Rock City’s art scene always seems to twist back to what is only a vague idea in my mind – The Garland House. Digging further, the house leads to Phillip Rex Huddleston, North Little Rock native and local artist. By pinning down his story, you’re more likely to truly get the hype centering on the house. Read on.
Phillip Rex Huddleston points to his dad for the beginnings of many of his interests, including drawing, literature, and even the ‘90s crime drama, “Twin Peaks.”
“We’re two peas in a pod, really,” he says, smiling, “He taught me everything, he raised me on comic books, good books, and good literature.”
Huddleston remembers drawing from an early age, as his father was a political cartoonist for many years. Early on, he was interested in Adrian Tomine’s style, specifically the simple but bold line-work. He also followed the work of Sam Kieth, the creator of “The Maxx.” “It wasn’t until high school that I really started to develop my own style,” he added.
As supportive as his parents were of his interest in drawing, they weren’t so sure he could make it as a musician. He finally received a guitar, though, and immediately had a band. Even today Huddleston weaves music within his other artistic endeavors.
During college, he kept his interests of both music and drawing alive at UCA, where he received an undergraduate degree in philosophy and a Master’s in English Literature.
Cue the Garland House.
“A bunch of us were finally graduating from grad school, we had all lived in Conway for six years, and we moved down and found this incredible house,” he says, pointing to the tall, ceilinged room he calls his own. The house has character, a rumored birth date of 1901, and has been, since Huddleston and his crew moved in, the backdrop for art shows, although it would take time to morph organically into what it is now.
Immediately after moving down, Huddleston was more concerned with finding a job and paying rent that hanging art on the walls, settling at Vino’s to wash dishes. “I’m pretty sure they said I was the only person with a Master’s that ever washed dishes for them,” he laughs, “But I was happy with my education, happy with what was going on, and I don’t regret any of it, ever.”
From there he was able to snag a gig at a law office before teaching at UCA. Unfortunately, he realized he would need a PHD to make it really work on the campus. Luck was on his side, though, as he secured a job at ESTEM teaching art.
“This is my third year teaching middle school art,” he says, “I love it, I get to share so much.” He spends an hour with his students every day, working on projects with a group he considers extremely mature for their age. “Teaching art is amazing, and that just fuels me to continue. The second I get off work I don’t feel exhausted – instead I feel energized,” he says.
He takes that energy and puts it back into his own projects, which currently center around commissioned pieces. You may have seen his work in the men’s restroom at South on Main, or on the Queer Prom t-shirts that made their debut at a Sway event, recently. He also creates music for friend’s films. Basically, the man keeps pretty busy.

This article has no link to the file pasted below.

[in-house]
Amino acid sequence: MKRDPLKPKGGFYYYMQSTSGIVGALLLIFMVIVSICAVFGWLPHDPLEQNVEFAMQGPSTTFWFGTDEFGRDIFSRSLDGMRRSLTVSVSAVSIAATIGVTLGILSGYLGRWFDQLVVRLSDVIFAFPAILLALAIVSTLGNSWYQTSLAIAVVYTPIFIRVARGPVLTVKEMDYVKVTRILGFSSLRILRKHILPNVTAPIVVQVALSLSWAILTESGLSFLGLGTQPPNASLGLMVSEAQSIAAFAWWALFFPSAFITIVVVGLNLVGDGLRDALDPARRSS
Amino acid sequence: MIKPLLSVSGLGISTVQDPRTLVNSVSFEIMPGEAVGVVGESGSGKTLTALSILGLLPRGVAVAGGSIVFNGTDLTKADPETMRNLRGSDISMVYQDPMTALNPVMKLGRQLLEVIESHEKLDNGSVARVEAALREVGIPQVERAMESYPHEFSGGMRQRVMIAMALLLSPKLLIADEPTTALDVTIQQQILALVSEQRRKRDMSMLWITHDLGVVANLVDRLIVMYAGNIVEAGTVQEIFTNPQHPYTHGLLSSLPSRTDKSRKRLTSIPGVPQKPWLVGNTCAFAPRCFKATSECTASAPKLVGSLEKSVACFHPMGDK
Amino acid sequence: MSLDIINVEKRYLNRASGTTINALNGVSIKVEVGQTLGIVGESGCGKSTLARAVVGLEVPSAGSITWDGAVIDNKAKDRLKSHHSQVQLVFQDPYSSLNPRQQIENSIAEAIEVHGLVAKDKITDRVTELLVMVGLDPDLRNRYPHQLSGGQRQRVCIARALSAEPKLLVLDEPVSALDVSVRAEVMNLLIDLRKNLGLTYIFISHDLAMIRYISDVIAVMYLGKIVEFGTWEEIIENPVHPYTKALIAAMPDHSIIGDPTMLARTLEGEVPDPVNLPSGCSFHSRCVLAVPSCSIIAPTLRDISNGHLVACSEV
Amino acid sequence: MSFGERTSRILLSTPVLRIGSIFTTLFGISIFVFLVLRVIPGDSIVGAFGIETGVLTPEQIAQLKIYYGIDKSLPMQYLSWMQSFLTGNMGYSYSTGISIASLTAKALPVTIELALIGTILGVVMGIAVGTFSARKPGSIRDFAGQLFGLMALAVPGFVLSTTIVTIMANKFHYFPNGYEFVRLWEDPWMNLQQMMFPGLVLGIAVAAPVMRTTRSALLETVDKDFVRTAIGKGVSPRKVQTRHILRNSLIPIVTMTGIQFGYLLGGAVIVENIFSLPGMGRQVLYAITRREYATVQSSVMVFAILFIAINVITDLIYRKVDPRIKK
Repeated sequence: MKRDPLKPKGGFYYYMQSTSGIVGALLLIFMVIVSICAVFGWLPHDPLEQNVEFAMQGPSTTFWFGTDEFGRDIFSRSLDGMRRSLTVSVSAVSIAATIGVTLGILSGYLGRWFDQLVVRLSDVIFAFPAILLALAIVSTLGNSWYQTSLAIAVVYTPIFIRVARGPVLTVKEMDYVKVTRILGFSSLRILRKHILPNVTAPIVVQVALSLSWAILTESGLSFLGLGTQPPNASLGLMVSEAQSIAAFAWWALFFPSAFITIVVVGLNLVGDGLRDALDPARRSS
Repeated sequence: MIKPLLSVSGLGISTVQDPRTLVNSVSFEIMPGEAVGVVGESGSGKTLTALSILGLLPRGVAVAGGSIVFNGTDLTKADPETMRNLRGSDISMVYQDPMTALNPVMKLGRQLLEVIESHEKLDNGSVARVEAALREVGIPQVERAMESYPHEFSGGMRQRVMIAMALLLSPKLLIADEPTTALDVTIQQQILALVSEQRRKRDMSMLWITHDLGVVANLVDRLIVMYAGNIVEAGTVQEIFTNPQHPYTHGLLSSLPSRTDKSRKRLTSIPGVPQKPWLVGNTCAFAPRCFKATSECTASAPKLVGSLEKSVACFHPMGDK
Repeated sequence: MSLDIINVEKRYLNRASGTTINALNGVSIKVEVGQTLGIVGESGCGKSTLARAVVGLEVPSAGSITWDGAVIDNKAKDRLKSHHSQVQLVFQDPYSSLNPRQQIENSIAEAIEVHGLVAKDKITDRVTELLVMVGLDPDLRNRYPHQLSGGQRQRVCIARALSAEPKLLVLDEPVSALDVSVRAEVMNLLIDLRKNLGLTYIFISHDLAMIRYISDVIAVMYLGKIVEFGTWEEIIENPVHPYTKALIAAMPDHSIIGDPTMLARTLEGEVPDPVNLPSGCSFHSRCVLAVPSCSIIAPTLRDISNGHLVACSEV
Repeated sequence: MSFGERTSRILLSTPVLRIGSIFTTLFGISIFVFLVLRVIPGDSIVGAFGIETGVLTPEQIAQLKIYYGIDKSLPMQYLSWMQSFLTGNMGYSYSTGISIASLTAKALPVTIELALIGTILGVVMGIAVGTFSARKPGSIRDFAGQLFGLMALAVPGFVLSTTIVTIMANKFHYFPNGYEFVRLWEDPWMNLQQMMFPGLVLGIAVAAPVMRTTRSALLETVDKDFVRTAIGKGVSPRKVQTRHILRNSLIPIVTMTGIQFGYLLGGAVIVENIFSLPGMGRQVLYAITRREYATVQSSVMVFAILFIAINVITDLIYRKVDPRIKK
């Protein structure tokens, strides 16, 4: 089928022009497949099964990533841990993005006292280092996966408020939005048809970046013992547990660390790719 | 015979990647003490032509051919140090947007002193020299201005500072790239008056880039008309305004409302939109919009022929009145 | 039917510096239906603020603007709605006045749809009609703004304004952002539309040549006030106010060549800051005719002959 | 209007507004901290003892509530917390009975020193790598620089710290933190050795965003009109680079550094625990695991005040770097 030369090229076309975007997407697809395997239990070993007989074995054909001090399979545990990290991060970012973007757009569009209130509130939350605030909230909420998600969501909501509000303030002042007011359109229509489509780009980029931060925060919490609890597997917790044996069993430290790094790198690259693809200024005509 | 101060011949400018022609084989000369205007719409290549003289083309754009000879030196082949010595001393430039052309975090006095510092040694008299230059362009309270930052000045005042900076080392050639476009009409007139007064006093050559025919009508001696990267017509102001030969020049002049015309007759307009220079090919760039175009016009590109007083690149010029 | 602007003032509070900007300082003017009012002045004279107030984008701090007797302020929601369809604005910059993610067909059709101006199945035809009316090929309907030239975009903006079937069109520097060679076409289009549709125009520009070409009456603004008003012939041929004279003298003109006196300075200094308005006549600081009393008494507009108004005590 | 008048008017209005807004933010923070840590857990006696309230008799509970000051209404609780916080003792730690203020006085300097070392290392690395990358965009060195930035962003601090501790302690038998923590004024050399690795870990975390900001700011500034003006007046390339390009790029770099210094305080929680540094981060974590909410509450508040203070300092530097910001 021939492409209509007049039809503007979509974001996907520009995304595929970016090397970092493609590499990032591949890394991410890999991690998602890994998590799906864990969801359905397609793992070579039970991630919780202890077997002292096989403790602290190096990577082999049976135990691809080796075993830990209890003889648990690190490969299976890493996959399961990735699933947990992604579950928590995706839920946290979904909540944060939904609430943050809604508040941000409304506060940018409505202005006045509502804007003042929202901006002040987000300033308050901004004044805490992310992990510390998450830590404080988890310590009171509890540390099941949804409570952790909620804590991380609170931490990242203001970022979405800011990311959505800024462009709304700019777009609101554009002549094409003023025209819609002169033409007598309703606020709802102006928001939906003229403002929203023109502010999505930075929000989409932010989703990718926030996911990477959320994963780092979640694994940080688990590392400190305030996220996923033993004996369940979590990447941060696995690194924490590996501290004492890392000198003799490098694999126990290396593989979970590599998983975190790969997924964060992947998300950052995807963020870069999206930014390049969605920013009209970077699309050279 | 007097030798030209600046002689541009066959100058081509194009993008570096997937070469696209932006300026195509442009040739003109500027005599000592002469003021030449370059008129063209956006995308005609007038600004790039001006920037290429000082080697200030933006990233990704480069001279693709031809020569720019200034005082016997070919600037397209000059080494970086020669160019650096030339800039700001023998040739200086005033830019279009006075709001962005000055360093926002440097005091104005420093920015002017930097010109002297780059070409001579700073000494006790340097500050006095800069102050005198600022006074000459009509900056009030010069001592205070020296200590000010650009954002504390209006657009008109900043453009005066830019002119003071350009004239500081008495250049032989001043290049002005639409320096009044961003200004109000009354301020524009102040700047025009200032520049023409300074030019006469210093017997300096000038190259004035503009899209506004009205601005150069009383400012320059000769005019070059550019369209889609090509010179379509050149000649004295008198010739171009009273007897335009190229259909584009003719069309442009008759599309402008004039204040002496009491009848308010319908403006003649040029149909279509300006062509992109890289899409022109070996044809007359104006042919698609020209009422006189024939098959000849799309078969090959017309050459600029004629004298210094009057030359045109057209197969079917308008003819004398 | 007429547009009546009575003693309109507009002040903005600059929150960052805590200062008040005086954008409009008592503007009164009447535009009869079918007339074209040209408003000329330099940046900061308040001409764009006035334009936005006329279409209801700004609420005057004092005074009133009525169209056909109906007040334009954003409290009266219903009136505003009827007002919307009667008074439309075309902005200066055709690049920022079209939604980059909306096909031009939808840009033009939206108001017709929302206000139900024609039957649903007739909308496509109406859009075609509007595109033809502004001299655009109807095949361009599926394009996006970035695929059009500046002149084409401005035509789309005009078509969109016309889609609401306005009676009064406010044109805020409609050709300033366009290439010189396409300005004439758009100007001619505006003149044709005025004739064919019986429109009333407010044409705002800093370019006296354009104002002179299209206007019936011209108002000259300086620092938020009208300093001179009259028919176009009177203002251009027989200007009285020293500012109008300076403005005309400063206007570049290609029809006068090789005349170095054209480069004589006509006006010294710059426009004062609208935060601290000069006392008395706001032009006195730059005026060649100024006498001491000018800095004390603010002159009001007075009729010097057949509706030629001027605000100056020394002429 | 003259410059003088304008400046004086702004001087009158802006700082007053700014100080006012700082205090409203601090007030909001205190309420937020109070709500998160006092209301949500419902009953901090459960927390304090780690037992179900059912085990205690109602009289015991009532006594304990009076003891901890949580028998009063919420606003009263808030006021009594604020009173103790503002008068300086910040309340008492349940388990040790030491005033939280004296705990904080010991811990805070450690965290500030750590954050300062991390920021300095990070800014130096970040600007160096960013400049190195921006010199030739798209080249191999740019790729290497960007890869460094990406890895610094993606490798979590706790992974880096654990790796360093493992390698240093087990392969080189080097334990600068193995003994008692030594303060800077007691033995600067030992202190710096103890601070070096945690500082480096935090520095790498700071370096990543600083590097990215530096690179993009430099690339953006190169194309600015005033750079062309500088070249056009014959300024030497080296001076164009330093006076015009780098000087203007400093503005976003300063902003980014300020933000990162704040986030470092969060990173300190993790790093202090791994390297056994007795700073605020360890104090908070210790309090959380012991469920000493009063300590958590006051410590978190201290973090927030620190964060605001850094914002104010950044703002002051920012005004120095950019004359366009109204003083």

And then there’s the house shows.
Huddleston laughs and says, “The first one was almost a joke. One of the housemates was having a birthday and I had some new art that I was working on and another friend had some new art. So, I said, ‘Oh, wouldn’t it be cool if we just hung up some art work upstairs so we could have a birthday bash where people could also see what we’ve been working on.’”
It turned out that 50 – 100 people really enjoyed seeing the art. The success made him want to try again, but without the birthday bash attached. This time they invited a few bands to play.
That was a turning point as he remembers, “That’s where it really organically took off – we had music, we had food, we had art, there were a few organizations attached who wanted to share info.” The shows have been steadily coming since.
Don’t despair if you’ve never been part of the fun, there’s an event coming up next month – Sept. 4.
The theme this year takes its cue from “Twin Peaks,” and there will be 19 artists showing at the event. With descriptions like “frightening” and “ridiculous,” this show is unlike any previous.
For Huddleston, “Twin Peaks” has a special place in his childhood, as he says, “I was raised on it.” As a 12-year-old one summer, his father had given him one job – record the episodes that were being rerun so that they could watch it together later on.
Of course, he watched it on his own, first. “I got to interpret it on my own and then … I sat there in a lonely house thinking Bob was going to get me,” he laughs.
Huddleston can’t keep his excitement hidden for the ninth Garland House show. “There’s something about the aura of this house, people are just respectful here,” he says.
He feels at home, both at Garland and in Little Rock at large. He loves going to Bruno’s downtown for fun, as well as checking out what his friends and other artists are up to.
His one suggestion to the scene would be for staunch support of the arts. He says, “It’s not that we don’t have the artists, food, culture, or even politics to discuss … we just need some solid, consistent support for artists to get to that next level.”
Check out the event page for the show here, and then make plans to be there.